Goomba Stomp

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Not a lot of job security...


"Cripes! I wish life was like those video games where all you had to do to defeat the bad guy was jump on him!"
Jazz Jackrabbit, Jazz Jackrabbit


No matter how much Collision Damage they can dish out, the enemies in almost any Platform Game seem to be vulnerable to people jumping on top of them and cannot inflict damage when touched there. It's effective against any creature in the game, except for that one foe with spikes on its head that has to be defeated in another manner. And if you can land that hit, you can probably use them as a Goomba Springboard. Mario was the pioneer, and then all other platformers leaped on the bandwagon.

The Mario series is pretty much the only one that still uses this trope. Most games that have this trope at all have other ways to dispatch enemies as well, though the stomp might be less dangerous. Games with this trope also tend to have one or two spike-headed enemies who avert it, possibly to keep players from becoming too reliant on the technique.

Believe it or not this is a Justified Trope when you consider that the average man weighs about two hundred pounds (body, clothes and equipment all included), and having that much weight suddenly land on your head would be enough to knock most people (let alone squishy mutant mushroom critters) out cold, especially considering that he's jumping from three or four times his height in the first place.

Examples of Goomba Stomp include:


  • The Ur Example may have been the legendary ZX Spectrum game Horace and the Spiders. However, it wasn't present on some of the levels where spiders have to be avoided instead.
  • Super Mario Bros.. The eponymous Goomba is one of the enemies, and pretty much the only enemy it works on (save for jumping Cheep-Cheeps and Lakitu). Unless, that is, you were in World 5-3 of Super Mario Bros 3, where Kuribo's Shoe would let you stomp Piranha Plants and Spinies.
    • Enemies from the NES era the Goomba Stomp works on: Goombas and all variants thereof save for Micro-Goombas, Koopas (but not their shell), Bullet Bills, Missile Bills, Lakitu (if he's not throwing a spiny egg, and he will be), flying Cheep-Cheeps, flying Bloobers (in The Lost Levels), Hammer Bros (if they aren't throwing a hammer), Boomerang Brothers (if they aren't throwing a boomerang), Fire Bros, Sledge Bros (if they aren't throwing a hammer), Koopalings (if they aren't firing, requires three hits), Flame Chomps, Rocky Wrench, and Boom-boom (requires three hits). Goomba Stomps also allow you to redirect Lemmy's balls.
    • This lasted even into Super Smash Bros.. Melee, in which most enemies must be defeated more conventionally, but Goombas still die when you jump on them.
      • Brawl too, and it also has a Giant Goomba which can dish out decent Collision Damage unless you can get above it, at which point bouncing up and down on its head about six times sends it down for the count. Like in the below Zelda example, stomping on the small Goombas almost always results in an Item Drop.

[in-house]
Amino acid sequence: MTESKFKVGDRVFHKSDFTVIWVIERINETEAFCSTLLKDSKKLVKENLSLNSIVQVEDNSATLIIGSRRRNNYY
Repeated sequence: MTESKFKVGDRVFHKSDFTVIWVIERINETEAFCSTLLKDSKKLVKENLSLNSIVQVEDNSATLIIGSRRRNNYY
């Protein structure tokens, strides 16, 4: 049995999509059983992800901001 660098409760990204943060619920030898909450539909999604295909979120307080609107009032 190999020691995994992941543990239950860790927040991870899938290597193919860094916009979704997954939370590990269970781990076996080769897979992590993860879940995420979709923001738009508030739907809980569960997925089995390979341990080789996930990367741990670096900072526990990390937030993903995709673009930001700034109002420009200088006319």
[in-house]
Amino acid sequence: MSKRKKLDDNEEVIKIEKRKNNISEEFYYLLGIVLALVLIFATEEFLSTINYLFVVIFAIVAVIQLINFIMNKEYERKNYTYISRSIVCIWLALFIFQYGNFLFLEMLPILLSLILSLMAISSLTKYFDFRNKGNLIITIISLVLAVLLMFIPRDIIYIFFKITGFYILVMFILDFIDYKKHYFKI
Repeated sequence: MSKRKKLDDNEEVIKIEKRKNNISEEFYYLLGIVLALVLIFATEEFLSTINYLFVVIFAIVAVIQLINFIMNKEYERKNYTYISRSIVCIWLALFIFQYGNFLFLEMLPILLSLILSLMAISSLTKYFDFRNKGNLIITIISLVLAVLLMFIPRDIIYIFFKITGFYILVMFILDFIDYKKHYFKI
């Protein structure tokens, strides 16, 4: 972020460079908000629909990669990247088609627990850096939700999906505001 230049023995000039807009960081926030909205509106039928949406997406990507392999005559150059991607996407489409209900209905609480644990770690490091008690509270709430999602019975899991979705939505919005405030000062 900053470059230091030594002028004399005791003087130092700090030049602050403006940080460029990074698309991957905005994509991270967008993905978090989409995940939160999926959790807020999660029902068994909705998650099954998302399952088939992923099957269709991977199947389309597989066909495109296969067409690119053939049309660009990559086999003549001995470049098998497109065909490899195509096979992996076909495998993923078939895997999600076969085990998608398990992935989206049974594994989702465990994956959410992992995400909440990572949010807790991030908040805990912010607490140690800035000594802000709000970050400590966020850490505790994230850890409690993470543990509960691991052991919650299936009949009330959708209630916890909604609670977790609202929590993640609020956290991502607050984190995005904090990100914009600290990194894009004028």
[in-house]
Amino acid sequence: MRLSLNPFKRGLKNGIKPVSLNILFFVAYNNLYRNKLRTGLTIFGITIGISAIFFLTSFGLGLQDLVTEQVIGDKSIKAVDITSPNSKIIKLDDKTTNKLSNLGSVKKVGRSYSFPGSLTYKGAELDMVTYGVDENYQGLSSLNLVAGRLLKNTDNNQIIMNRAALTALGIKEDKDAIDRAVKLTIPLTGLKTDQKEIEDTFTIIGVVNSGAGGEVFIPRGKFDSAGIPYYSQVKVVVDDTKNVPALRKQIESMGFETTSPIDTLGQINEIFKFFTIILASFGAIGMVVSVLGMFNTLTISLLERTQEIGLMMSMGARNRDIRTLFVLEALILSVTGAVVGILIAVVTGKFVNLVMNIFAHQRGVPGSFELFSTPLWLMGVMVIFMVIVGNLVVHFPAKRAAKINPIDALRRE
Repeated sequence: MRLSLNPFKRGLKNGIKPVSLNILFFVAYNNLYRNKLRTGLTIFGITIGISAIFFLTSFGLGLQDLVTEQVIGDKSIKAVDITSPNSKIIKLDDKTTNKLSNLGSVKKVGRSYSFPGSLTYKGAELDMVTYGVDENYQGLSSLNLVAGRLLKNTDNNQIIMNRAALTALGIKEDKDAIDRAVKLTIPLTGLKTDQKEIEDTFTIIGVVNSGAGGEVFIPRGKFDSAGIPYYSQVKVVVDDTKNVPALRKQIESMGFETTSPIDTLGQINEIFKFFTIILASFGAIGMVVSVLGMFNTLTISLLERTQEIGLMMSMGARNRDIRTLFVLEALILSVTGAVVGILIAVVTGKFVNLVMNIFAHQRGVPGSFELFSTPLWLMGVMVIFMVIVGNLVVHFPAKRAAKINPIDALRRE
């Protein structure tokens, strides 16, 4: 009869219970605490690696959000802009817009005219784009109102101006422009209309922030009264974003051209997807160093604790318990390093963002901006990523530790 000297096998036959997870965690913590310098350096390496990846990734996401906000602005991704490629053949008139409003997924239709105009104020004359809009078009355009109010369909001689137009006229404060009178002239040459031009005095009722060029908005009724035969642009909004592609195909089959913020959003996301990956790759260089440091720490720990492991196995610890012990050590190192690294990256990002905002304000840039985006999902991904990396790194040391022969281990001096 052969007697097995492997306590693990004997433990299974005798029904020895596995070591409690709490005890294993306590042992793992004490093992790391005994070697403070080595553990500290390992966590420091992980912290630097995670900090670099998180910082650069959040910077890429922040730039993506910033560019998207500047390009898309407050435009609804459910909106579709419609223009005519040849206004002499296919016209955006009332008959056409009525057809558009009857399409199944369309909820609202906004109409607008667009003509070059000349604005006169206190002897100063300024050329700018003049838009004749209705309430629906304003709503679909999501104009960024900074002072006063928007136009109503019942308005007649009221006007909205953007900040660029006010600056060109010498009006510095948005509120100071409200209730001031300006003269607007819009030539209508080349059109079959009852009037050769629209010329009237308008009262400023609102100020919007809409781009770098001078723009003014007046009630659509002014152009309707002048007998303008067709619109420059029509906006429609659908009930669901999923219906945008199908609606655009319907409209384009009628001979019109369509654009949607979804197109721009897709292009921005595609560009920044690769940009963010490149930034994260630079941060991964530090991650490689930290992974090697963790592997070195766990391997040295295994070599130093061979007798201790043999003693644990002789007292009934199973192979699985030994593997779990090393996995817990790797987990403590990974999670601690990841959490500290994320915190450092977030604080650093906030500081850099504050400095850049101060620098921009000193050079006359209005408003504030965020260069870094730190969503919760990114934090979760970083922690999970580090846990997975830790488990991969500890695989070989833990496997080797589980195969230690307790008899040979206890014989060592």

• Goombas even made a cameo in The Legend of Zelda: Link's Awakening... and could be stomped using a magical feather. And would drop a health refill to reward players that had bought enough Nintendo franchises to recognize their attribute.
    • Not used in the very first Mario Bros., where you have to jump into enemies from underneath to defeat them. Remakes of it replace the enemies with Spinies.
    • Super Mario World's Goombas are not killed with a regular jump. Instead, they become temporarily disabled and can be used as a missile weapon against other creatures. A spin-jump will kill them outright, however. Note that they never tried that again with Goombas in Mario. These Goombas were also shaped different and given a different name (Kuribon rather then Kuribō) in the Japanese version suggesting they are a variant not seen elsewhere.
      • Super Mario World also brought a subversion. Traditionally, Koopas were vulnerable to the Goomba Stomp, but could only be truly defeated by kicking their shells, and could otherwise regenerate (video game logic would suggest that, as turtles, they're merely hiding in their shells). However in Super Mario World, attempting to Goomba Stomp the Koopas only sent an underwear clad Koopa shooting out of his shell, who would then be vulnerable to a TRUE Goomba Stomp. Interestingly, Yoshi can Goomba Stomp just about anything in Mario World (equivalent to a spin jump, and he can bounce off of Piranha Plants and some other creatures), but in the prequel Yoshi's Island, he is vulnerable to the Piranha Plants and Bob-ombs (though that may be because getting hit knocks Baby Mario off of Yoshi's back rather than doing lasting damage to the dinosaur).
    • Yoshi's Island also subverted this: when Goombas do show up, jumping on them squashes them but doesn't actually kill them: they just scurry around flattened.
    • All of the Koopalings and Bowser Jr. are subjected to this trope in New Super Mario Bros. and New Super Mario Bros. Wii. In the former, it could partially be subverted by hitting them mercilessly with Fire Flowers. In the latter, fireball-spam still works on them, but it's not nearly as effective as a Goomba Stomp.
    • The Wario Land series doesn't let you outright kill most enemies simply with the Goomba Stomp, but it at least stuns them temporarily and allows them to be beaten up or thrown at other obstacles. Except a few enemies in the first game and later which can be dispatched with the attack.
    • In the fangame Super Mario War, this is the primary way of defeating your opponents.
    • In all of the RPGs, (Super Mario RPG, Paper Mario, Mario & Luigi) Mario has a special (or basic) attack that consists of nothing more than jumping on the enemy's head, often multiple times in a row. This only fails to work if the opponent is The Spiny, and a number of the games have ways to get around that.